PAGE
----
I’m no heat-seeking capsaicin freak, but I do enjoy a little pepperiness in my chow, particularly with relatively neutral foods like rice and chicken.
Last week, at a little spice store outside Tubac, Arizona, I picked up a jar of Ghost Pepper.
For those of you who haven’t heard of it yet, Ghost Pepper (also called Bhut Jalokia or California Death Pepper) clocks in at a blistering 1.2-1.5 million SHU (Scoville Heat Units, the standard measurement of a chile pepper’s potency). A jalapeno, by comparison, is measured at a moderate 8 thousand Scoville units.
The Ghost Pepper, native to India, is gaining popularity. This chile, usually in powdered form, has recently started appearing on store shelves in little towns like Galena and on menus at places like Chicago’s famous Twin Anchors.
Having cooked with fresh Ghost Peppers, I found them powerful though flavorful, providing a clean, quick intensity followed by a slow burn that lasts a very long time (long after I ate them, I still felt a glow emanating from my core: it was pleasant).
The dried and powdered Ghost Pepper, however, is a different story. More concentrated by about 10X, the dried flakes of this chile are truly incendiary, almost a weaponized version of the condiment. I tasted about six grains of the stuff…and then kept tasting it for a good while afterwards.
Years ago, I had a spicy Thai lunch with Harold McGee, the food scientist-author of the landmark On Food and Cooking. “Why,” I asked as sweat droplets hung from eyelids, “do we humans like to eat such hot stuff?” According to McGee, it’s all about the joy of “constrained risk,” the feeling of being in danger while remaining fully aware there’s no actual threat. Like riding a roller coaster, the heart rate may jump higher but we know the risk is, in reality, very low.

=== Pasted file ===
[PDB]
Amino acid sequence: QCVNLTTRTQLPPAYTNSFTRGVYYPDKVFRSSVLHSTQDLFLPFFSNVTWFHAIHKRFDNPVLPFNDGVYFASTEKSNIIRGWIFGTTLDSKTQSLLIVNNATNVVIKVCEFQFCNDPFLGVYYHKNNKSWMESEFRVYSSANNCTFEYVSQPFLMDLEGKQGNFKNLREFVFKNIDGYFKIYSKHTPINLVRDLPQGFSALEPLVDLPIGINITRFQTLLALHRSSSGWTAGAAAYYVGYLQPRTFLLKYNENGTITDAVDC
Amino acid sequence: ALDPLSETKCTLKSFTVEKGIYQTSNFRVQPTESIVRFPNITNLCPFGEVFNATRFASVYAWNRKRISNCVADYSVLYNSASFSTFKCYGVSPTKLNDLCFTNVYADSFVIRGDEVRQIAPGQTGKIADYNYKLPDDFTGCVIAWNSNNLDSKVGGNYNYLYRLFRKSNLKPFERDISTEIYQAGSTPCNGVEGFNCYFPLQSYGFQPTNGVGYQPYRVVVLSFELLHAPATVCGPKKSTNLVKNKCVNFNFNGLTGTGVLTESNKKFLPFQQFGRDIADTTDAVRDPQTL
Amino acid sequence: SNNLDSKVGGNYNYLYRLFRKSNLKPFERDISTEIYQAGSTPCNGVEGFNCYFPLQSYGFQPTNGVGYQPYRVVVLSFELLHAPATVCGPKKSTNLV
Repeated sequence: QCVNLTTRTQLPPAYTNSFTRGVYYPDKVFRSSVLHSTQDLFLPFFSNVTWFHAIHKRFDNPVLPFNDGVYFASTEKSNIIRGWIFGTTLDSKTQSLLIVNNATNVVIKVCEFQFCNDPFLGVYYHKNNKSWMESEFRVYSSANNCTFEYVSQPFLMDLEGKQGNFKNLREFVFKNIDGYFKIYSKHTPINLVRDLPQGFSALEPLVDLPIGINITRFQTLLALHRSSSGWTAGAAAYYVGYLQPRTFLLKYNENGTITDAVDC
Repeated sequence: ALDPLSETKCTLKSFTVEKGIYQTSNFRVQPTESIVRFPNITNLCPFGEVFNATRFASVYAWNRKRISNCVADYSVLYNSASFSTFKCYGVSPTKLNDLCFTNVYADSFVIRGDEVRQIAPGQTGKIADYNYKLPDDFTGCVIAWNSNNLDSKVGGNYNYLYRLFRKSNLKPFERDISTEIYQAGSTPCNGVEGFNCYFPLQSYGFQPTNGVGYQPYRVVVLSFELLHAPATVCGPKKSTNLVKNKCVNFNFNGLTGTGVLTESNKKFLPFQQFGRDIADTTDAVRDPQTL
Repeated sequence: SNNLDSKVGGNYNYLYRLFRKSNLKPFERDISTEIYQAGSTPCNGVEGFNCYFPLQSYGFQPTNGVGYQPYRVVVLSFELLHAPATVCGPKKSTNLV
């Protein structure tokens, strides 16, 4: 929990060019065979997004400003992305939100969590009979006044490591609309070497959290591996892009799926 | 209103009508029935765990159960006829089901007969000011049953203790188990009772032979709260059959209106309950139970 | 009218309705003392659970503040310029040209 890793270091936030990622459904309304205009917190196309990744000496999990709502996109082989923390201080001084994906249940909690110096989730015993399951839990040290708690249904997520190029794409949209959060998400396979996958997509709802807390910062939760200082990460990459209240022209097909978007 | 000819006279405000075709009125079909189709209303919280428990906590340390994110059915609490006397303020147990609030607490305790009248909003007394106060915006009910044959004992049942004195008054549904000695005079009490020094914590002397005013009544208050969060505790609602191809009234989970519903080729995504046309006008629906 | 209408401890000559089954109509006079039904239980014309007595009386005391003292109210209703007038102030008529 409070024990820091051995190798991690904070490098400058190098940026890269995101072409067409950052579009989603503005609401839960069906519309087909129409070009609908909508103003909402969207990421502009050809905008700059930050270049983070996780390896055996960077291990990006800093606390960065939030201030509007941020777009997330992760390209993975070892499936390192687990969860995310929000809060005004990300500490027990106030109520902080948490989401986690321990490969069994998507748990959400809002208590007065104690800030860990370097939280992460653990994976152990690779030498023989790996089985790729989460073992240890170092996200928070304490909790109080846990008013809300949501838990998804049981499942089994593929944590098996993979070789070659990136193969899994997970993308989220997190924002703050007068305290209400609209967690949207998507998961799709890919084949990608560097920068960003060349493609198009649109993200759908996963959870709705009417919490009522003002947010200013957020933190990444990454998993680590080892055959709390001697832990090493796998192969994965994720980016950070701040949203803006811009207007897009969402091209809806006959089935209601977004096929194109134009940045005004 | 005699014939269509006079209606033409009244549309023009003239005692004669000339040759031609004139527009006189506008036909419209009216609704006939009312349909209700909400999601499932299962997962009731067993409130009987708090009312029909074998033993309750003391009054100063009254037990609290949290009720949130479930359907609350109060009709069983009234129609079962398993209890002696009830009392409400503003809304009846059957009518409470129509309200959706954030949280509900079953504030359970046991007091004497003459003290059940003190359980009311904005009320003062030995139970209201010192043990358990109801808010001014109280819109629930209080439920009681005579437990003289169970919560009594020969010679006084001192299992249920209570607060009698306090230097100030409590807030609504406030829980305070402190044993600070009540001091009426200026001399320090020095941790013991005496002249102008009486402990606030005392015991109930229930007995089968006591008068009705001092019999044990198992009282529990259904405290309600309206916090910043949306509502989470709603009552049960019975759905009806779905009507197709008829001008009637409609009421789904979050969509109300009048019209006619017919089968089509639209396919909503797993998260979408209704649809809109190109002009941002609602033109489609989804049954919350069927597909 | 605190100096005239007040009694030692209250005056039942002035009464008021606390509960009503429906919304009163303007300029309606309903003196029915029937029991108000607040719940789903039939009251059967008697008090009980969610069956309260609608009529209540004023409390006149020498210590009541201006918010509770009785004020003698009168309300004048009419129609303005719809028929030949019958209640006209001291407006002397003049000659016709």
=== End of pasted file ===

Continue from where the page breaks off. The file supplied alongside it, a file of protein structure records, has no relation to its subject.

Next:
Wondering if any store in Oak Park might carry the Ghost Pepper, I called Penzey’s. The clerk (who preferred to remain anonymous) told me that it was very unlikely this chile pepper would be sold at his store: “We have a very rigorous process we go through before we introduce any new product. We thoroughly check out the environment where the spice is produced, making sure the workers are taken care of and that the product meets our standards. Also, [the ghost pepper] is not a spice for everyday use, so it’s not likely something we’d want to carry.”
There are online sources for the Ghost Pepper, and I’m guessing the chiles may start to show up in farmers’ markets this summer. My plan is to grow some fresh varieties in my garden this summer. If you’re interested in cultivating Ghost Peppers at home, you don’t even need a garden.
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